"She's an Adirondack woman, she's purty as Silver Lake. She'll still the chill of the winter night with the love she make. Her eyes shine and sparkle, like sun on the fallen snow. Her heart's as free as the chickadee when the summer breezes blow. I've done my share of travel, I've been from state to state and I've rolled around from New York town to the city of the Golden Gate..." (quotes taken from Hurd's website)
The Adirondacks, perhaps more than any other region within our state, has a sense of place. There are Adirondackers and there are Downstaters; I was told by a woman who had lived within the Park for some 20 years that she was still not an Adirondacker, she was a transplant.
What has caused this incredible regional identity? I believe that it is a product of the fact that the Park is a magnified microcosm of Upstate itself. The legal and cultural artifact that is the Park would not exist without it's mirror opposite: New York City. It, along with the Catskill Park, was created in the 1800s to protect the Hudson River and Erie Canal watersheds. Since then, it has been the playground for generations of New Yorkers (in this sense, I mean people from the City) and Yorkstaters alike. The division between local and outsider was strong when Vanderbilts played here and has only been strengthened by the creation of the Adirondack Park Agency in the 1970s.
Adirondackers, like Upstaters in general, often feel that control of their region and their communities is held in the hands of politicians, lobbyists, developers and, above all, Downstaters. Their towns are plagued by unemployment and a decaying economic base (logging, mining and similar industries). Their winters are amongst the harshest in the state; at least when the snow comes in Syracuse, one is surrounded by thousands of other suffering Syracusians. When the town of Raquette Lake is snowed in, only around 120 residents dig themselves out.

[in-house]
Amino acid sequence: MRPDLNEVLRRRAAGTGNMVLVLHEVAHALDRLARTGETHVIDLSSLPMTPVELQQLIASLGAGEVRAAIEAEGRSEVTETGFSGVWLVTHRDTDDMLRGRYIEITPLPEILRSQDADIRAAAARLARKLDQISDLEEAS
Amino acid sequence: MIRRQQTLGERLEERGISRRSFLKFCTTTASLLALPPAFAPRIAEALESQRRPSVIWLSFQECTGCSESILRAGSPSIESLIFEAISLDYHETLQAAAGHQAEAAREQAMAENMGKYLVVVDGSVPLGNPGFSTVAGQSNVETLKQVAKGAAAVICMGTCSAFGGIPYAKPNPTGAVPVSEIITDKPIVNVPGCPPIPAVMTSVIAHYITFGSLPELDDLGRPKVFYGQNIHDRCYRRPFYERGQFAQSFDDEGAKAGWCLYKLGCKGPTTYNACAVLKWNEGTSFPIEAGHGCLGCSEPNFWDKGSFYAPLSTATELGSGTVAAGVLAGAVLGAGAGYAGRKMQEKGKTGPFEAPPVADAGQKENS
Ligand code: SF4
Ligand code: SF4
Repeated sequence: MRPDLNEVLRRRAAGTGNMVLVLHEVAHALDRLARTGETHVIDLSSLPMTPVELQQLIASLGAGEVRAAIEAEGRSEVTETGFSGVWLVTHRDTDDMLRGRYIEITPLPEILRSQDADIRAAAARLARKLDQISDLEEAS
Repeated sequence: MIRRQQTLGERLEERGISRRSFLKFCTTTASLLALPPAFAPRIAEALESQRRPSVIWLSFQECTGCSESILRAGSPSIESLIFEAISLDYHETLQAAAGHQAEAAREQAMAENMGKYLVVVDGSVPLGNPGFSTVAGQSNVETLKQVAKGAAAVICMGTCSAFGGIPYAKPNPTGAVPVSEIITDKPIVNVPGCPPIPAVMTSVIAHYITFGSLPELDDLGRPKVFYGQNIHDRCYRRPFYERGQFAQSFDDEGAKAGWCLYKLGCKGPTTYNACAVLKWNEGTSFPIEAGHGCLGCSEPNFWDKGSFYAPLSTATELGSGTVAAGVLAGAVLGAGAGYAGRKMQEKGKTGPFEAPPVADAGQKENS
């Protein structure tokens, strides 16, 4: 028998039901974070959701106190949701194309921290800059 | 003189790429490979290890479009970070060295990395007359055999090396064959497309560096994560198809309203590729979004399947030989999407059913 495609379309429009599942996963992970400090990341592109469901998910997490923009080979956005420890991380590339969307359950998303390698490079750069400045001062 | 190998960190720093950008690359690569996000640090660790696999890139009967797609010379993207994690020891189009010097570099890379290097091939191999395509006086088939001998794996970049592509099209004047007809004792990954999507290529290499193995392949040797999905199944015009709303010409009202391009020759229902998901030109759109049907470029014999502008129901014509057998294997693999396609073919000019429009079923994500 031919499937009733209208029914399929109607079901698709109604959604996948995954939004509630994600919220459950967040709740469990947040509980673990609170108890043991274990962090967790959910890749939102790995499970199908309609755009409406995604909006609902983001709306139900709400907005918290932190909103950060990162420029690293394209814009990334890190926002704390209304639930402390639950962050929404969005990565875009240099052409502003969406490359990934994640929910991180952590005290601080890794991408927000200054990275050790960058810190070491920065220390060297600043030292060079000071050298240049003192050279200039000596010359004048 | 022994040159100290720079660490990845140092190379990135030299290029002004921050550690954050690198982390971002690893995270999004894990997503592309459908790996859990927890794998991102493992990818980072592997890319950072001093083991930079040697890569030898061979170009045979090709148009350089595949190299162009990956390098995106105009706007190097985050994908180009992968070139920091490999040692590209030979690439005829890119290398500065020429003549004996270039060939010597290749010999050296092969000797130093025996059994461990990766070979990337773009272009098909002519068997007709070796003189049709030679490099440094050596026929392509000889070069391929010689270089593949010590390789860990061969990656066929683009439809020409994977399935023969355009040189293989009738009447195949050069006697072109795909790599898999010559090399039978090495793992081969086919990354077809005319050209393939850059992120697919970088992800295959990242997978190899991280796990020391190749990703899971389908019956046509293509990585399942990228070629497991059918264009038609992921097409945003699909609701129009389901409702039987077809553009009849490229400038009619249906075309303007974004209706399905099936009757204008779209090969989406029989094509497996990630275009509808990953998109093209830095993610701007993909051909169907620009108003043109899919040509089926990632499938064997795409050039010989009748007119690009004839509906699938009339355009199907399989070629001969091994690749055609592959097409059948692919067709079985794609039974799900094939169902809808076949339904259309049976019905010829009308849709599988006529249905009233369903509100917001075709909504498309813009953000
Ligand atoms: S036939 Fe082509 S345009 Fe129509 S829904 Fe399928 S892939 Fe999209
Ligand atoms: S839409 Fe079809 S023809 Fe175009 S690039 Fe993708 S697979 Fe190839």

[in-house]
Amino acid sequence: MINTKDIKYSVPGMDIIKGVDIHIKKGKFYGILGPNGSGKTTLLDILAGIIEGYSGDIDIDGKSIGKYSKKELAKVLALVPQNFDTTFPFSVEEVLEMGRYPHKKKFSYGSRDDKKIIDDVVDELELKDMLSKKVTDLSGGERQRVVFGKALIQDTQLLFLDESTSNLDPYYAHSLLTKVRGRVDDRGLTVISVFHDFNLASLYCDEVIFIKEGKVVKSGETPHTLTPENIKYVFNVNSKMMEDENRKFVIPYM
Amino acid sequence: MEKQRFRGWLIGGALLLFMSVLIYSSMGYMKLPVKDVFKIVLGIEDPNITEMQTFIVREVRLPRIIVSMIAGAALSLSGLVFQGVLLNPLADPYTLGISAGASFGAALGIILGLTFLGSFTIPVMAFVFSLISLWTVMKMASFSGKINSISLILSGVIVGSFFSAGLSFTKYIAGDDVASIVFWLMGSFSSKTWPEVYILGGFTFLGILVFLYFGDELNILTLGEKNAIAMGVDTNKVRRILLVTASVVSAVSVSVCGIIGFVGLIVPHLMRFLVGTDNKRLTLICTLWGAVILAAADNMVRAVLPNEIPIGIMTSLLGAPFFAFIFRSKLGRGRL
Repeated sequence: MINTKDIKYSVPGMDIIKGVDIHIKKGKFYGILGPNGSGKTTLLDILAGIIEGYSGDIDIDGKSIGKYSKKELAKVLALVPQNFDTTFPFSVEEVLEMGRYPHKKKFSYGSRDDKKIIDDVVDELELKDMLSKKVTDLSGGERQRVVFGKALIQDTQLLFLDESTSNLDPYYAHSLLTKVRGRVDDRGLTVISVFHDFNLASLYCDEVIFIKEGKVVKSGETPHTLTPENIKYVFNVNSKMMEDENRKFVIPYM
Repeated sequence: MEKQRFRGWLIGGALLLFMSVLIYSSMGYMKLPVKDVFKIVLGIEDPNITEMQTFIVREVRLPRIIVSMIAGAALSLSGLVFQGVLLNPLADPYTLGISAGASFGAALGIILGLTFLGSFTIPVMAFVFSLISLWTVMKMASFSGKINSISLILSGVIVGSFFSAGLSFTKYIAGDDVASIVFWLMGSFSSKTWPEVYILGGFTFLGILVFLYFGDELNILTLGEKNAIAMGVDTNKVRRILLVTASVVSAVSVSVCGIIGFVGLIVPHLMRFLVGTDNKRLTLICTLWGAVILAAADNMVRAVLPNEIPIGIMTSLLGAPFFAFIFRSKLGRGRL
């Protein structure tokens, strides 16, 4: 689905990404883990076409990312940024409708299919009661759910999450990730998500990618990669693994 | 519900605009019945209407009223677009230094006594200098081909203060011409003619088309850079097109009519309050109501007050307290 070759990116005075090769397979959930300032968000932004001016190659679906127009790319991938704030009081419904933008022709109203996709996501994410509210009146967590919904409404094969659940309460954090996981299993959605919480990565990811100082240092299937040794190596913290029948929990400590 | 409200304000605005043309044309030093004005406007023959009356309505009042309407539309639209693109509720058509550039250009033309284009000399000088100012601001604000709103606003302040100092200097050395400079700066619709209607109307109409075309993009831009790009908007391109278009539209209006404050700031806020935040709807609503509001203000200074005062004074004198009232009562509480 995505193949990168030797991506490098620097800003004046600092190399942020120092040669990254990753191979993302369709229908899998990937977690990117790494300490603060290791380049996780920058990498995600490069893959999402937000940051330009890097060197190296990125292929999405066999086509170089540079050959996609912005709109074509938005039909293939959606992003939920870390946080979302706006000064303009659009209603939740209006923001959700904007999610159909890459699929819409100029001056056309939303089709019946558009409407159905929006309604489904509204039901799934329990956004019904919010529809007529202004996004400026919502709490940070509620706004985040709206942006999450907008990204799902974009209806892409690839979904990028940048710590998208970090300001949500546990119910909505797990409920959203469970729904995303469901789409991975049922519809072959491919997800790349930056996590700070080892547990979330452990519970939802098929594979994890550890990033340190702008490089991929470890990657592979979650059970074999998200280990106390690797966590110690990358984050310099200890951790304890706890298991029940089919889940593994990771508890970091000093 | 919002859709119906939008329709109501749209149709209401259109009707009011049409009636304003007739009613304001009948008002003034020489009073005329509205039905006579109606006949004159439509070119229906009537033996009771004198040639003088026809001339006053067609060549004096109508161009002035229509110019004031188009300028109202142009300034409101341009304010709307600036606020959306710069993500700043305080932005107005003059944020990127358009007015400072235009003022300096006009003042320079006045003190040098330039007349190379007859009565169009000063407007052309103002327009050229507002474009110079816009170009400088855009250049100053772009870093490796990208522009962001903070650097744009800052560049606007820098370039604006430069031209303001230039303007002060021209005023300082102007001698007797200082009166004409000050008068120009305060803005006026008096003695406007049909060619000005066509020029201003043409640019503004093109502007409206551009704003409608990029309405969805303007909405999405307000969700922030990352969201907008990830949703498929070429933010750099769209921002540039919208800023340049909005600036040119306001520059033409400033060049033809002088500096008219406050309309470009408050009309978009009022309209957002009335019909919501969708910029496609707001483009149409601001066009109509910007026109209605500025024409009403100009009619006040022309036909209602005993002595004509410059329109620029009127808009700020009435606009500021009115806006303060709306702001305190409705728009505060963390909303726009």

Perhaps it is fitting that some of the most famous Adirondack heros are guides. The legendary guides were loners, living off the land and surviving its trials, revealing (sometimes grudgingly) its secrets to outsiders. One must not forget that they were often more than a touch xenophobic.
Adirondack Pride has its positive and negative elements. On one hand, it has allowed for the preservation of local crafts and arts, especially music. The region is full of folk singers, fiddlers, cloggers and storytellers, often surviving off of tourism dollars. The pride in the wildlands and especially in the Forever Wild clause of the NY state constitution that protects the park has led to the creation of the Resident's Committee to Protect the Adirondacks and has allowed many locals to appreciate the beauty and value of their home. However, it has also led to xenophobia and nasty battles between environmental protectionists and property rights advocates. I highly suggest Philip G. Terie's seminal history of the region: Contested Terrain.
What does this mean to all of us Yorkstaters who live outside the Blue Line (the name for the boundary of the Park)? We are also affected by the same problems that face Adirondack communities: decaying economic base, youth flight, difficult winters and a feeling of lack of control over the destiny of our homes. In the Adirondacks, the unique nature of the Park has, over the years, served to amplify these problems. The Adirondacks, then, can serve as a testing ground for future regionalism. When we, as a greater region, respond to future pressures, we perhaps might look to the North Country for a lesson.
Posted by Jesse